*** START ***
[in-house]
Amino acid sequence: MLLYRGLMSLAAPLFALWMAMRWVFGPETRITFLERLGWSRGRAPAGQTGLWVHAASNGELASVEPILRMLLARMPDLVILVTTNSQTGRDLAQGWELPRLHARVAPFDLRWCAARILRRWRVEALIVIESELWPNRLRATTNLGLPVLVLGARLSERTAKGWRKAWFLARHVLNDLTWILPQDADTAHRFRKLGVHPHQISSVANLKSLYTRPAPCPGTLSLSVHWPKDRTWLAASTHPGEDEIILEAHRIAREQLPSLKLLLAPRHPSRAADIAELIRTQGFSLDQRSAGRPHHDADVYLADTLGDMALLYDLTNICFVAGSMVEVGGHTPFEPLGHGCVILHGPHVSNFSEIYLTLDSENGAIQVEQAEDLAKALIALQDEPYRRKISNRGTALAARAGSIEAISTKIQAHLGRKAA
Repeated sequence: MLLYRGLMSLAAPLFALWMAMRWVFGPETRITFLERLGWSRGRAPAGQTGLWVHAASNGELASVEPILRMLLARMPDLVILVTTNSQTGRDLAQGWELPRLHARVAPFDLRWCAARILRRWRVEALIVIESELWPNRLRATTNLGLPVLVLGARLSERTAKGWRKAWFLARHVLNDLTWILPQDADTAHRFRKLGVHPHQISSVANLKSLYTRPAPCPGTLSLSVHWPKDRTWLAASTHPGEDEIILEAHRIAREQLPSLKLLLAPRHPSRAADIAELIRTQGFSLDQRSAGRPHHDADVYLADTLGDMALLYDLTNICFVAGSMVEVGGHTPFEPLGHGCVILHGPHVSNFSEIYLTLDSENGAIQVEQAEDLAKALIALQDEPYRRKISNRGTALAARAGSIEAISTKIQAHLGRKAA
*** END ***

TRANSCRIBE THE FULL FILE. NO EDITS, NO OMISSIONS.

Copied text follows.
[in-house]
Amino acid sequence: MLLYRGLMSLAAPLFALWMAMRWVFGPETRITFLERLGWSRGRAPAGQTGLWVHAASNGELASVEPILRMLLARMPDLVILVTTNSQTGRDLAQGWELPRLHARVAPFDLRWCAARILRRWRVEALIVIESELWPNRLRATTNLGLPVLVLGARLSERTAKGWRKAWFLARHVLNDLTWILPQDADTAHRFRKLGVHPHQISSVANLKSLYTRPAPCPGTLSLSVHWPKDRTWLAASTHPGEDEIILEAHRIAREQLPSLKLLLAPRHPSRAADIAELIRTQGFSLDQRSAGRPHHDADVYLADTLGDMALLYDLTNICFVAGSMVEVGGHTPFEPLGHGCVILHGPHVSNFSEIYLTLDSENGAIQVEQAEDLAKALIALQDEPYRRKISNRGTALAARAGSIEAISTKIQAHLGRKAA
Repeated sequence: MLLYRGLMSLAAPLFALWMAMRWVFGPETRITFLERLGWSRGRAPAGQTGLWVHAASNGELASVEPILRMLLARMPDLVILVTTNSQTGRDLAQGWELPRLHARVAPFDLRWCAARILRRWRVEALIVIESELWPNRLRATTNLGLPVLVLGARLSERTAKGWRKAWFLARHVLNDLTWILPQDADTAHRFRKLGVHPHQISSVANLKSLYTRPAPCPGTLSLSVHWPKDRTWLAASTHPGEDEIILEAHRIAREQLPSLKLLLAPRHPSRAADIAELIRTQGFSLDQRSAGRPHHDADVYLADTLGDMALLYDLTNICFVAGSMVEVGGHTPFEPLGHGCVILHGPHVSNFSEIYLTLDSENGAIQVEQAEDLAKALIALQDEPYRRKISNRGTALAARAGSIEAISTKIQAHLGRKAA